As the rates of the non-affiliated (or “nones”) grow, researchers have been busy seeking the source of this disenchantment with religious institutions and why it seems most prevalent among young people. In a paper presented at the recent meeting of the Society for the Scientific Study of Religion (SSSR) in Newport Beach, Calif., Paul McClure of Baylor University looked at the role that technology, specifically social media, has on religious and spiritual beliefs and finds that the affect is significant. McClure notes that past research has found the rate of religious affiliation drops with increases in Internet use, but he focused closer in on the use of social media such as Facebook, and attitudes toward religious pluralism and syncretism. Based on an analysis of the National Study of Youth and Religion (waves one, three and four), McClure finds that users of social media are more inclined to condone religious syncretism, even among those whose religion forbids such mixing and matching of religious beliefs and practices. Those young adults whose parents are religiously involved and are themselves more active in their faith are more likely to disapprove of such syncretism. McClure speculates that social networking sites encourage a “tinkering” mindset. “On Facebook, there is no expectation that one’s “likes” and preferences be logically consistent and hidebound by tradition…the Facebook effect on religion is that all spiritual options become commodities and resources for which individuals can tailor to meet their individual needs,” he adds.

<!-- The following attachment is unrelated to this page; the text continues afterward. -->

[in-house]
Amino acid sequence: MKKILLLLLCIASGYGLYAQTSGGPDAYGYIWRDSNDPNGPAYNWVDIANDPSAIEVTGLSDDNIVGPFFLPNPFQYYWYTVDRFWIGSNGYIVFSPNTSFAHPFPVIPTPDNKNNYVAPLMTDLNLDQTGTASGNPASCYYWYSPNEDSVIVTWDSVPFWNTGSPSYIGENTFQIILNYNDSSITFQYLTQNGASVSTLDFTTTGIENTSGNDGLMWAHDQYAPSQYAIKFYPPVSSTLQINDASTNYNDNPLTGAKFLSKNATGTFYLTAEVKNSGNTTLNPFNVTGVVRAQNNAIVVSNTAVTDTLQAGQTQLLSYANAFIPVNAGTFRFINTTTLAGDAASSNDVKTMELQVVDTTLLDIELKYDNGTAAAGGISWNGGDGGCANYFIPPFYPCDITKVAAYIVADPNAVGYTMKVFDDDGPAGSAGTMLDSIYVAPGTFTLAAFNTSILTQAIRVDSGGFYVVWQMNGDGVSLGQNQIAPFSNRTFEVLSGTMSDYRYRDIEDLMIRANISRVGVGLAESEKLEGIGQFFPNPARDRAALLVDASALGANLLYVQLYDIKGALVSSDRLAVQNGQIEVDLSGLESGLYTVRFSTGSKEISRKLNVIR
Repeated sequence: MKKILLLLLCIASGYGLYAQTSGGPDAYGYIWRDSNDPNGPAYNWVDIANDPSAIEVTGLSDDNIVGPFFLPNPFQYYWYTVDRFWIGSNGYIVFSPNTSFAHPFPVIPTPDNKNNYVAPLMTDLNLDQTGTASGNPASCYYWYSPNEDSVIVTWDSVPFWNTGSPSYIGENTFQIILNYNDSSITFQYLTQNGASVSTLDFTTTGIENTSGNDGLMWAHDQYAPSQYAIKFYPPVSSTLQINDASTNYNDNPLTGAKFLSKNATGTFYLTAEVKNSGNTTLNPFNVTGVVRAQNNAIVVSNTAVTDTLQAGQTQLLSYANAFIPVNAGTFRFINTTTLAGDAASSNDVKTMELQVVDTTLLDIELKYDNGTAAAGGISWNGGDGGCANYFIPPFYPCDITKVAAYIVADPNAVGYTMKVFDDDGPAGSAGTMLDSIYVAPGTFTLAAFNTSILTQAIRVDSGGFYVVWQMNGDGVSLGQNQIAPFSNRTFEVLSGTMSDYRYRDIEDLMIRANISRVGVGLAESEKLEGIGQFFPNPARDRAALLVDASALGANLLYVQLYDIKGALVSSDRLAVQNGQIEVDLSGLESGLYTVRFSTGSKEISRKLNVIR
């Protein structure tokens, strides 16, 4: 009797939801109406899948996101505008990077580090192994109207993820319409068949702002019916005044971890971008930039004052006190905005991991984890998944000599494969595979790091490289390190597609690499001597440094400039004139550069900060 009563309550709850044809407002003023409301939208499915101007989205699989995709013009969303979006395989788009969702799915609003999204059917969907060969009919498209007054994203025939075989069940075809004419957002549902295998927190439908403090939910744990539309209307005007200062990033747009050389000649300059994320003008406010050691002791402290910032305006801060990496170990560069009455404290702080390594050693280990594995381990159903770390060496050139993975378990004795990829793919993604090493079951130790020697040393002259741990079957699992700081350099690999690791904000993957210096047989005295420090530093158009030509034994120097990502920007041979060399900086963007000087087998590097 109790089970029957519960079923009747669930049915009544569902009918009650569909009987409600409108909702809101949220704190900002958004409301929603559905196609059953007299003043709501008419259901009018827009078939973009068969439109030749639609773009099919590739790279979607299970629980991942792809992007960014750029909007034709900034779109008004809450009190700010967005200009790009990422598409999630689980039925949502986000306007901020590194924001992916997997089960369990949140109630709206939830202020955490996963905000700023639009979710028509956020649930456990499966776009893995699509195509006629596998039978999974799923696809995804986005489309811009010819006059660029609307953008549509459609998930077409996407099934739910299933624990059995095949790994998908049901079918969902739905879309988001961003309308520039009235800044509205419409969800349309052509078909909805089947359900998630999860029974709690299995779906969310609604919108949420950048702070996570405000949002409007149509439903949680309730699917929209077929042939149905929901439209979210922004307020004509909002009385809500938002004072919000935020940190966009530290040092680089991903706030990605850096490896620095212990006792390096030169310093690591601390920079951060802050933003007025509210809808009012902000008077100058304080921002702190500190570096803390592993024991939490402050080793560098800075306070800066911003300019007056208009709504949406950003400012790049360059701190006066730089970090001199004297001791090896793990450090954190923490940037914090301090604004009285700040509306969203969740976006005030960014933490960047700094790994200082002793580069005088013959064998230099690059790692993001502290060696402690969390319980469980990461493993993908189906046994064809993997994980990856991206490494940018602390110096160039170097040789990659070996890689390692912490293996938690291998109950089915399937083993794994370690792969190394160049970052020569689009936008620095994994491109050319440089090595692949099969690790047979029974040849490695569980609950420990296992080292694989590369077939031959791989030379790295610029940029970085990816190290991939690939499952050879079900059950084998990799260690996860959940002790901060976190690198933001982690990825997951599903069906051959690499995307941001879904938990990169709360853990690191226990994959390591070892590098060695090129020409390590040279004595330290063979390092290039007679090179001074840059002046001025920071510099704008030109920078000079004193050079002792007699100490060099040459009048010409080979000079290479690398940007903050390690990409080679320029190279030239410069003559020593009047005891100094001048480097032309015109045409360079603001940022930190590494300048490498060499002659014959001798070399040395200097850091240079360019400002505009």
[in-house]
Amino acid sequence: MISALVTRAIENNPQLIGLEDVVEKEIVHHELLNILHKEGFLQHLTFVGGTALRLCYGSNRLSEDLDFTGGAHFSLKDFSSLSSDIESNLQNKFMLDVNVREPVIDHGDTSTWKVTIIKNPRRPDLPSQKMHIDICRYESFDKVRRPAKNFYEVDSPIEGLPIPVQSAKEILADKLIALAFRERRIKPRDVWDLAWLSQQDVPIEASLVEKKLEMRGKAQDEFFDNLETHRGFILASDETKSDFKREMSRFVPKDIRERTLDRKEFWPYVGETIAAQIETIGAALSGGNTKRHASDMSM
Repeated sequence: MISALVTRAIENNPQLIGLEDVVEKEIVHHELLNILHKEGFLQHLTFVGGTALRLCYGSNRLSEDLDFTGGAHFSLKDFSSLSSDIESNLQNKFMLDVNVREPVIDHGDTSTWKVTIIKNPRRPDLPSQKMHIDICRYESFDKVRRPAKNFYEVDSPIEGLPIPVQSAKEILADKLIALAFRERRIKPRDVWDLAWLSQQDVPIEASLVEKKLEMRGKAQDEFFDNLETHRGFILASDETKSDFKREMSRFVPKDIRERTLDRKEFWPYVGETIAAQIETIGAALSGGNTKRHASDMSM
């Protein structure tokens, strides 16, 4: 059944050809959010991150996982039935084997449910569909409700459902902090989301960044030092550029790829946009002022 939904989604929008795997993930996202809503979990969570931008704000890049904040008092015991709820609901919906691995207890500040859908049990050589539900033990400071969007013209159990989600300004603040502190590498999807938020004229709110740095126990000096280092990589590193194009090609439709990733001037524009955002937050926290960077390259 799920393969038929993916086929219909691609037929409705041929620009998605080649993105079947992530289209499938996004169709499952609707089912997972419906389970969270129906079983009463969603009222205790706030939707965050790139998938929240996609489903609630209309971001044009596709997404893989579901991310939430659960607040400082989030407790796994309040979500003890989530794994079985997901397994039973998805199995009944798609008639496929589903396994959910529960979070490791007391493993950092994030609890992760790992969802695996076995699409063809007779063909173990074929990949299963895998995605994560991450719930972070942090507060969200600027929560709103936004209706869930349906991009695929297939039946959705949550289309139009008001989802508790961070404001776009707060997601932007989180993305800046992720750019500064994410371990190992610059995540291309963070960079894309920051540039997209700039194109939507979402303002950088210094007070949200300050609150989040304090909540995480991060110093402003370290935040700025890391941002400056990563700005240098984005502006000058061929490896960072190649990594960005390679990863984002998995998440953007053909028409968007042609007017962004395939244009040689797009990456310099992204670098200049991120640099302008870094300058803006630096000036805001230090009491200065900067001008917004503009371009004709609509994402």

Another paper, presented at the SSSR meeting by Vern Bengtson, R.D. Hayward and Phillip Zuckerman, questions the role of social media in the rise of the nones and the related spiritual but not religious trend. The researchers argue that many young nones are not so much dropping out of faith communities or even rebelling against their parents’ faith as much as following a family trajectory of religious non-involvement. The researchers note that the nones are diverse; they could be seekers still looking for a congregation, atheists and agnostics, the religiously indifferent, or the “spiritual but not religious.” Using longitudinal data from 1970-2005, they find a sharp increase in non-affiliation by generation. The transmission of non-affiliation was found to be higher than the transmission of Catholics and Protestants in general, but equal to evangelicals. This transmission of none identity is carried out by non-religious grandparents and parents teaching and role-modeling secular values and beliefs. These values are often aligned with sacred texts, but they are non-theistic in nature, according to Bengtson, Hayward and Zuckerman.